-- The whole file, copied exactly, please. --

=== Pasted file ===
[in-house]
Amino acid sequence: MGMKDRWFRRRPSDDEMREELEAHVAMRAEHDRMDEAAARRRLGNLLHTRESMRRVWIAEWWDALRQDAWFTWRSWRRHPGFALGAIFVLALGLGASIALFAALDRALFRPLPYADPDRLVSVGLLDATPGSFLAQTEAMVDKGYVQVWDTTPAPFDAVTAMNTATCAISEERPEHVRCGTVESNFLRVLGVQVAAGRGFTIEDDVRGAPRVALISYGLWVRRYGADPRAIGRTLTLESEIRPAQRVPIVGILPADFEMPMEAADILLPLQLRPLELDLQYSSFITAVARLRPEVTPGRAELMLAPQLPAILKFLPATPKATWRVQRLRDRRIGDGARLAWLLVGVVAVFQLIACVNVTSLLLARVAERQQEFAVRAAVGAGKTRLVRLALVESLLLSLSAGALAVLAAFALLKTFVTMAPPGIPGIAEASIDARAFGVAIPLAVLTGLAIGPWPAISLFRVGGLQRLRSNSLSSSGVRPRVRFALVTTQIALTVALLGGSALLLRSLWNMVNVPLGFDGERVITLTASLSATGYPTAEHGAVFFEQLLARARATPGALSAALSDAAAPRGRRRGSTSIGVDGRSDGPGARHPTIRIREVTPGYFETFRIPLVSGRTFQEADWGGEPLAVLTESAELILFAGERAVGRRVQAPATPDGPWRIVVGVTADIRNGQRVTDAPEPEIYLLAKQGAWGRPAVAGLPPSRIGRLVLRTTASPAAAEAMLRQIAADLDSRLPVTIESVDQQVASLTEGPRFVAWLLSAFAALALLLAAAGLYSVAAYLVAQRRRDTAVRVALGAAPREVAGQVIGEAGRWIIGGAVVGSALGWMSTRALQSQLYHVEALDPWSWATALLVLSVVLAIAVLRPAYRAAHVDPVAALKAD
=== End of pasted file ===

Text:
[in-house]
Amino acid sequence: MGMKDRWFRRRPSDDEMREELEAHVAMRAEHDRMDEAAARRRLGNLLHTRESMRRVWIAEWWDALRQDAWFTWRSWRRHPGFALGAIFVLALGLGASIALFAALDRALFRPLPYADPDRLVSVGLLDATPGSFLAQTEAMVDKGYVQVWDTTPAPFDAVTAMNTATCAISEERPEHVRCGTVESNFLRVLGVQVAAGRGFTIEDDVRGAPRVALISYGLWVRRYGADPRAIGRTLTLESEIRPAQRVPIVGILPADFEMPMEAADILLPLQLRPLELDLQYSSFITAVARLRPEVTPGRAELMLAPQLPAILKFLPATPKATWRVQRLRDRRIGDGARLAWLLVGVVAVFQLIACVNVTSLLLARVAERQQEFAVRAAVGAGKTRLVRLALVESLLLSLSAGALAVLAAFALLKTFVTMAPPGIPGIAEASIDARAFGVAIPLAVLTGLAIGPWPAISLFRVGGLQRLRSNSLSSSGVRPRVRFALVTTQIALTVALLGGSALLLRSLWNMVNVPLGFDGERVITLTASLSATGYPTAEHGAVFFEQLLARARATPGALSAALSDAAAPRGRRRGSTSIGVDGRSDGPGARHPTIRIREVTPGYFETFRIPLVSGRTFQEADWGGEPLAVLTESAELILFAGERAVGRRVQAPATPDGPWRIVVGVTADIRNGQRVTDAPEPEIYLLAKQGAWGRPAVAGLPPSRIGRLVLRTTASPAAAEAMLRQIAADLDSRLPVTIESVDQQVASLTEGPRFVAWLLSAFAALALLLAAAGLYSVAAYLVAQRRRDTAVRVALGAAPREVAGQVIGEAGRWIIGGAVVGSALGWMSTRALQSQLYHVEALDPWSWATALLVLSVVLAIAVLRPAYRAAHVDPVAALKAD